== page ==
Laid down in this paper are the foundations on which the design of engineering systems, in the presence of an uncontrollable changing environment, can be based. The changes in environment conditions are accounted for by means of robustness. To this end, a theoretical framework as well as a general methodology for model-based robust design are proposed. Within this framework, all quantities involved in a design task are classified into three sets: the design variables (DV), grouped in vector x, which are to be assigned values as an outcome of the design task; the design-environment parameters (DEP), grouped in vector p, over which the designer has no control; and the performance functions (PF), grouped in vector f, representing the functional relations among performance, DV, and DEP. A distinction is made between global robust design and local robust design, this paper focusing on the latter. The robust design problem is formulated as the minimization of a norm of the covariance matrix of the variations in PF upon variations in the DEP, aka noise in the literature on robust design. Moreover, one pertinent concept is introduced: design isotropy. We show that isotropic designs lead to robustness, even in the absence of knowledge of the statistical properties of the variations of the DEP. To demonstrate our approach, a few examples are included.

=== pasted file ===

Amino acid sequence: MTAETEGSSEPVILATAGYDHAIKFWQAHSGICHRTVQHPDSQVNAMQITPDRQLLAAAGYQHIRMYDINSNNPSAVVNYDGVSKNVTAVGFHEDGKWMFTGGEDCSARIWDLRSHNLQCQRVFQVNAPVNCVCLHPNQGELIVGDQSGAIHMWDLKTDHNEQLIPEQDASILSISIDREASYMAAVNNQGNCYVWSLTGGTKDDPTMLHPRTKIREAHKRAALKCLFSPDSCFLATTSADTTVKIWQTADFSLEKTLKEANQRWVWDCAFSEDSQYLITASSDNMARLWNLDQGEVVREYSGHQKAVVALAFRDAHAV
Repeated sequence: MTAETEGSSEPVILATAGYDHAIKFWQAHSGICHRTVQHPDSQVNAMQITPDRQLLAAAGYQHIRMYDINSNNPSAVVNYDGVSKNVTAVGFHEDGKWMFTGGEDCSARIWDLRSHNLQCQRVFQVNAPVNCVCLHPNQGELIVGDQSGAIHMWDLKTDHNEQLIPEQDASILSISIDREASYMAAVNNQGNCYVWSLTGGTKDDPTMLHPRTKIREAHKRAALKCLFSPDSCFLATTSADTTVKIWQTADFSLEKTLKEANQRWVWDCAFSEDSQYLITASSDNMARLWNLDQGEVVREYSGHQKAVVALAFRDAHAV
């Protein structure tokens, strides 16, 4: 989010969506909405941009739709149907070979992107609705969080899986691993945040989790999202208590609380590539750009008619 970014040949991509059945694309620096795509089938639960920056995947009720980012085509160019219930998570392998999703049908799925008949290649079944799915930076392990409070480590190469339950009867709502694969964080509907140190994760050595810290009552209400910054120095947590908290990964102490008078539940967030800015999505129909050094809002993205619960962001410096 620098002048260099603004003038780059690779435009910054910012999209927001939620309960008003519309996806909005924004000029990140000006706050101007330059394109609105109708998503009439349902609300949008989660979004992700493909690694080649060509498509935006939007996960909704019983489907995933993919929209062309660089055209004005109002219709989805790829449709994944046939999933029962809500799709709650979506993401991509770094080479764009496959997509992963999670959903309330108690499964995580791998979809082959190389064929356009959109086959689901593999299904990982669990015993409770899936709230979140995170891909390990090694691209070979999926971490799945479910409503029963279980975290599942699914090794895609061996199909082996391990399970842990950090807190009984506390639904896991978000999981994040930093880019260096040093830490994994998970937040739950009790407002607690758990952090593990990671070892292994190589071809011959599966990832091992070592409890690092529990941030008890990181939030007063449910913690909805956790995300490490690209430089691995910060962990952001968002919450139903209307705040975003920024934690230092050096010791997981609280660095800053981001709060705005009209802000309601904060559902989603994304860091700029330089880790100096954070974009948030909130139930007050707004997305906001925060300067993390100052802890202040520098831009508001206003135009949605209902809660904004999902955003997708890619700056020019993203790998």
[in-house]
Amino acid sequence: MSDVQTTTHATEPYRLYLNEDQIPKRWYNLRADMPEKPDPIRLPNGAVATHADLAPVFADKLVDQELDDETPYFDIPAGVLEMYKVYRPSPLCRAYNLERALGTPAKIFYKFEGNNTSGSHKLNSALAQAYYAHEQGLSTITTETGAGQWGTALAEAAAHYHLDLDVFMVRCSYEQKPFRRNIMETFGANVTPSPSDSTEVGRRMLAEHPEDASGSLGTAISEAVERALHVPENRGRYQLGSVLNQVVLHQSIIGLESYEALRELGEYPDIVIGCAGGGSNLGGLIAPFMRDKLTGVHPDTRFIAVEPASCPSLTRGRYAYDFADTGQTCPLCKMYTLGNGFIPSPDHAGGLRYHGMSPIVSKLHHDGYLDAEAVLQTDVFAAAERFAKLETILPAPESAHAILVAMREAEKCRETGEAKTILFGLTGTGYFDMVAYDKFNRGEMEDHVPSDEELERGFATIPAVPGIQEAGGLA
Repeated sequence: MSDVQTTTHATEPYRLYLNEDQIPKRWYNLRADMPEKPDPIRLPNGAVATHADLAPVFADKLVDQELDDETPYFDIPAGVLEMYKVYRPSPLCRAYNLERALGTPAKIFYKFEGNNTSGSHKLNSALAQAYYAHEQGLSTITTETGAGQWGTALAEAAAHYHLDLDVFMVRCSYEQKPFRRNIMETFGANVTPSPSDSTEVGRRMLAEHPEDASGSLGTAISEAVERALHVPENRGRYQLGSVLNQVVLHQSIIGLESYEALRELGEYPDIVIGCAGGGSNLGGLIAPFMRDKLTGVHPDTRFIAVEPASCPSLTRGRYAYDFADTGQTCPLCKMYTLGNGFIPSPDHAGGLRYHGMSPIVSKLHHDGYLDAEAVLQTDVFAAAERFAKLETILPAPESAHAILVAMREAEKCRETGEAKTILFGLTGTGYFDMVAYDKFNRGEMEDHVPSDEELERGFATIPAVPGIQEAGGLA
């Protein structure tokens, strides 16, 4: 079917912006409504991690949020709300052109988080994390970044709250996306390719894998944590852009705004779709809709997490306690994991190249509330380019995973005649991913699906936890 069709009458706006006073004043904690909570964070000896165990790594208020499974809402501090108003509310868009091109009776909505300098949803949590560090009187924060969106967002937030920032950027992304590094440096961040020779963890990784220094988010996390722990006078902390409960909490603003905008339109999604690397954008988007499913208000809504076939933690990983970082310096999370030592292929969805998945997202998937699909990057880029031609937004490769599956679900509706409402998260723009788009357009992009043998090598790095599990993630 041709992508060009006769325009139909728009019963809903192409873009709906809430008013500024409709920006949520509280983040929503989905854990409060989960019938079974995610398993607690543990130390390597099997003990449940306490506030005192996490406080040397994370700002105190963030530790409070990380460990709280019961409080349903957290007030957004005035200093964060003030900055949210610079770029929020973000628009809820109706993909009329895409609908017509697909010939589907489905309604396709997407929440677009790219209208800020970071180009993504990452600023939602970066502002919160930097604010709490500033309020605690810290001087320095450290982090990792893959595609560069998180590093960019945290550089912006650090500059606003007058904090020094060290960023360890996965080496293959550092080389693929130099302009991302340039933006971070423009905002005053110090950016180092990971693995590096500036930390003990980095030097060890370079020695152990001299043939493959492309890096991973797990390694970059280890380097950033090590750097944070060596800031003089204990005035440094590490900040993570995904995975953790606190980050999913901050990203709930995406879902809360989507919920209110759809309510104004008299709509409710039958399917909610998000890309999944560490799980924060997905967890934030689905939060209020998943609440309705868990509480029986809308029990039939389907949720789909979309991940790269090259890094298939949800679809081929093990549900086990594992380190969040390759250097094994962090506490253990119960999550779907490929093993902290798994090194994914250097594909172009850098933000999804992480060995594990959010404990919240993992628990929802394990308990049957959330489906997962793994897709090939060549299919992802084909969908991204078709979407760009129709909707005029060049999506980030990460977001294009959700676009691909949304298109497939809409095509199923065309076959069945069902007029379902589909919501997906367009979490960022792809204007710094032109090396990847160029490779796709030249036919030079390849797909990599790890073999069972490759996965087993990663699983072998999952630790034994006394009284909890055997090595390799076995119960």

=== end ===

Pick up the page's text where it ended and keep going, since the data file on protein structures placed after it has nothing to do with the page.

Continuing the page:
A Model-Based Formulation of Robust Design
Contributed by the Design Automation Committee for publication in the JOURNAL OF MECHANICAL DESIGN. Manuscript received January 4, 2004; revised June 3, 2004. Associate Editor: W. Chen.
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Al-Widyan, K., and Angeles, J. (May 10, 2005). "A Model-Based Formulation of Robust Design ." ASME. J. Mech. Des. May 2005; 127(3): 388–396. https://doi.org/10.1115/1.1829728
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